Valley Fever (Coccidioidomycosis) Awareness — California, 2016–2017
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Valley Fever (Coccidioidomycosis) Awareness — California, 2016–2017
  • Published Date:

    October 23 2020

  • Source:
    MMWR Morb Mortal Wkly Rep. 69(42):1512-1516
  • Language:
    English
Filetype[PDF-102.48 KB]


Details:
  • Alternative Title:
    MMWR Morb Mortal Wkly Rep
  • Description:
    Valley fever (coccidioidomycosis) is endemic in the southwestern United States and caused by inhalation of Coccidioides spp. fungal spores from soil or dust; 97% of U.S. Valley fever cases are reported from Arizona and California (1). In California, Valley fever incidence increased 213% from 2014 to 2018 (2). In 2016, the California Department of Public Health (CDPH) added three questions to the adult California Behavioral Risk Factor Surveillance System (BRFSS) survey to better understand whether Californians had heard of Valley fever, knew the environmental risk where they live, and knew who is at risk for severe disease. A total of 2,893 BRFSS respondents aged ≥18 years answered at least one Valley fever question. Using the weighted California population, 42.4% of respondents reported general awareness of Valley fever; awareness was lowest among adults aged 18-44 years (32.9%) and Hispanic persons (26.4%). In addition, despite higher percentages reporting awareness of Valley fever, only 25.0% of persons living in a high-incidence region and 3.0% of persons living in a moderate-incidence region were aware that they lived in areas where Coccidioides spp. exist. Among persons with one or more risk factors for severe disease, 50.8% reported having heard about Valley fever, but only 3.5% knew they were at increased risk for severe disease. The findings from this survey helped to inform a statewide Valley fever awareness campaign implemented during 2019-2020 and to guide outreach to persons living in high- and moderate-incidence regions in California and potentially other southwestern states or who are at risk for severe disease.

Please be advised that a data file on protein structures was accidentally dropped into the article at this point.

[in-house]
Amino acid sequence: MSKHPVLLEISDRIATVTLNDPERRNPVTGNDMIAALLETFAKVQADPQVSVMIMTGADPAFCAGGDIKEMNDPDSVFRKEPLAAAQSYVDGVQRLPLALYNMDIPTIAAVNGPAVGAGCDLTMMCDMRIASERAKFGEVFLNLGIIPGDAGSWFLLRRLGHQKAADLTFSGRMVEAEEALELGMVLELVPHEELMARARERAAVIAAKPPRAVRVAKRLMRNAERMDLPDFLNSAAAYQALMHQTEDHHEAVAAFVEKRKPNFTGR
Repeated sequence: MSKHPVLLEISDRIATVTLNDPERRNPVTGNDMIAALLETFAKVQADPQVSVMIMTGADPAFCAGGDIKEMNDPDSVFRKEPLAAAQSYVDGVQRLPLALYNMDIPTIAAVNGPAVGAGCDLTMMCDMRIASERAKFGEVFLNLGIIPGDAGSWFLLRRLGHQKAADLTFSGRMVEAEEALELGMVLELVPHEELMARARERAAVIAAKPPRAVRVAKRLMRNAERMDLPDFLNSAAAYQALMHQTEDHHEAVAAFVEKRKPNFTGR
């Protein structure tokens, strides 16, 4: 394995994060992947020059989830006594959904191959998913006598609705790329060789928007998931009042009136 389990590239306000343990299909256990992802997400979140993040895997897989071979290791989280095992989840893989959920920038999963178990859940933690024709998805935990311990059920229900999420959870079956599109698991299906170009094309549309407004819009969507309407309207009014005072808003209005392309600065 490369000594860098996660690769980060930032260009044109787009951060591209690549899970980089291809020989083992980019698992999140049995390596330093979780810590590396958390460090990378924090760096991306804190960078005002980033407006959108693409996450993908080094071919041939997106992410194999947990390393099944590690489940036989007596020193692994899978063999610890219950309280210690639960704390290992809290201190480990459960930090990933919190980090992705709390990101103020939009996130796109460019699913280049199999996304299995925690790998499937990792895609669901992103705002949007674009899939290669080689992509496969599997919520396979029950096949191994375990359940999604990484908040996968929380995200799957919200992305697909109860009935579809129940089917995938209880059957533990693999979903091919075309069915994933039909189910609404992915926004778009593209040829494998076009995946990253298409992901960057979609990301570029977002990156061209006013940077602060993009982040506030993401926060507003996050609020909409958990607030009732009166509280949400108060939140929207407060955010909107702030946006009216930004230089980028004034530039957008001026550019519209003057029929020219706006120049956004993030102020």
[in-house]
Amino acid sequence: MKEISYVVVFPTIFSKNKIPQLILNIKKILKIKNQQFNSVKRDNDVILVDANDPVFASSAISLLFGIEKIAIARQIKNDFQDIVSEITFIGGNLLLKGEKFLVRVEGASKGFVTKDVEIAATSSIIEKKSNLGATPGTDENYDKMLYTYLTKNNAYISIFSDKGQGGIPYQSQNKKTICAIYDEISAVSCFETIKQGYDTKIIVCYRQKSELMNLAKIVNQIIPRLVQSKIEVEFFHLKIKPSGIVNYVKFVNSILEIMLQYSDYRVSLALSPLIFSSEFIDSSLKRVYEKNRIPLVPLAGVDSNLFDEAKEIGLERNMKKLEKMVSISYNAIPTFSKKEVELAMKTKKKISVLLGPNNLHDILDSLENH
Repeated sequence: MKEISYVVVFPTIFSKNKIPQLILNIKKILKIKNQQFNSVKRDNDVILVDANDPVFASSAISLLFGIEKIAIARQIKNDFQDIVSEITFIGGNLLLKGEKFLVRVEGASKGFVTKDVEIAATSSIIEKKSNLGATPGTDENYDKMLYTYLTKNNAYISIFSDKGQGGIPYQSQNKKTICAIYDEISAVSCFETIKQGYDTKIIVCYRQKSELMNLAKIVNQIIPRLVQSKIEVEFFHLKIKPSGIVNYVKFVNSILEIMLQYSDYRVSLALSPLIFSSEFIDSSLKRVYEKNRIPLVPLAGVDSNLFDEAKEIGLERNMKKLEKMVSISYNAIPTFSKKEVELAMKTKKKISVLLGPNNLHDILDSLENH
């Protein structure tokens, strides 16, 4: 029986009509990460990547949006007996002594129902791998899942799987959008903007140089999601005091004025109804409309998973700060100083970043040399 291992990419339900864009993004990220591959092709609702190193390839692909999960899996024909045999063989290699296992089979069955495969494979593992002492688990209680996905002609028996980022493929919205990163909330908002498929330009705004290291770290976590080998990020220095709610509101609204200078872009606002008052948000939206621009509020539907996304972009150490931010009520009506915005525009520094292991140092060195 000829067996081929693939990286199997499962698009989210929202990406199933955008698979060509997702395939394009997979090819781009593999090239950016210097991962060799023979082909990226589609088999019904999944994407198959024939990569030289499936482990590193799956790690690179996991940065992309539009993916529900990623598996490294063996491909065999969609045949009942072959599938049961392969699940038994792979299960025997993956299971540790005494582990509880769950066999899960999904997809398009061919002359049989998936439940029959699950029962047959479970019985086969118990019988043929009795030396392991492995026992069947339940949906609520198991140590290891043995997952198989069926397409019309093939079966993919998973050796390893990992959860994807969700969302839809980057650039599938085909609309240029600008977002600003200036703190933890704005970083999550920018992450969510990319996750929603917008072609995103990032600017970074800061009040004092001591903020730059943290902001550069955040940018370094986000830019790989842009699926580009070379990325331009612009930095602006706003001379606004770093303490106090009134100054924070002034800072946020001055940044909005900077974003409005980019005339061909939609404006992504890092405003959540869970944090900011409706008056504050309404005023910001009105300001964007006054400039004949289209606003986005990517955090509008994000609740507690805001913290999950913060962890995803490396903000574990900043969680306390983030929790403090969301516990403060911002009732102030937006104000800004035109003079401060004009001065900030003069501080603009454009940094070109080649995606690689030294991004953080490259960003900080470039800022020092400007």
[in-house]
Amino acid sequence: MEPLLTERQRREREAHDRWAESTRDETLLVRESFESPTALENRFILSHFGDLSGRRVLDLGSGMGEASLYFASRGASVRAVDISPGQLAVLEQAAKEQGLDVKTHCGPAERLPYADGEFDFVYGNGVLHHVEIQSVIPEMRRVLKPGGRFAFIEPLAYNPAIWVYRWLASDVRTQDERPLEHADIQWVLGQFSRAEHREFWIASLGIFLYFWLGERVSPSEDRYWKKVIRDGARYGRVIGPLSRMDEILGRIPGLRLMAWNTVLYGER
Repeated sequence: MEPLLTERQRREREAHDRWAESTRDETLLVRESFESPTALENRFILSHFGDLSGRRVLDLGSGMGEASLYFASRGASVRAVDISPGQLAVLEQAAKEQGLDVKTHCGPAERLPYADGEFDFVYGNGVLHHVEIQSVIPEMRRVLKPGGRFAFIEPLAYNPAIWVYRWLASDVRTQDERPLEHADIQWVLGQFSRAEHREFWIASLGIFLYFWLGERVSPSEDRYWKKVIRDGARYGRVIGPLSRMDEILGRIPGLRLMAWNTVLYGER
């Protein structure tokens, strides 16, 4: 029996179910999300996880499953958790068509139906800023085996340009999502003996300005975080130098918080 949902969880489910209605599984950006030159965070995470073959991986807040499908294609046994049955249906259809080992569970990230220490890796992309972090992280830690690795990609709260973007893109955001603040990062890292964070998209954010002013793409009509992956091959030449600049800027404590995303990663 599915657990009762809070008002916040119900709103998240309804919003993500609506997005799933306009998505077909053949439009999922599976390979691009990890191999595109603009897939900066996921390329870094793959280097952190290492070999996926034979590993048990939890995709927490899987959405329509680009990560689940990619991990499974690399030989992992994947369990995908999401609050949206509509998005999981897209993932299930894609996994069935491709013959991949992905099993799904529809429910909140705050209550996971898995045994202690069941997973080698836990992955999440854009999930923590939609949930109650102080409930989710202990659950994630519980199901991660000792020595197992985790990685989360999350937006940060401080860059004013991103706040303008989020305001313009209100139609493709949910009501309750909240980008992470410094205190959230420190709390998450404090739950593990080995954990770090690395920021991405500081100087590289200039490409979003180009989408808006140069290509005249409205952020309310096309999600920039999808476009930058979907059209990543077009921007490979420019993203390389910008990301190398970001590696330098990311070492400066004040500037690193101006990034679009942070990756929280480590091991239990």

• Pubmed ID:
    33090980
  • Pubmed Central ID:
    PMC7583507
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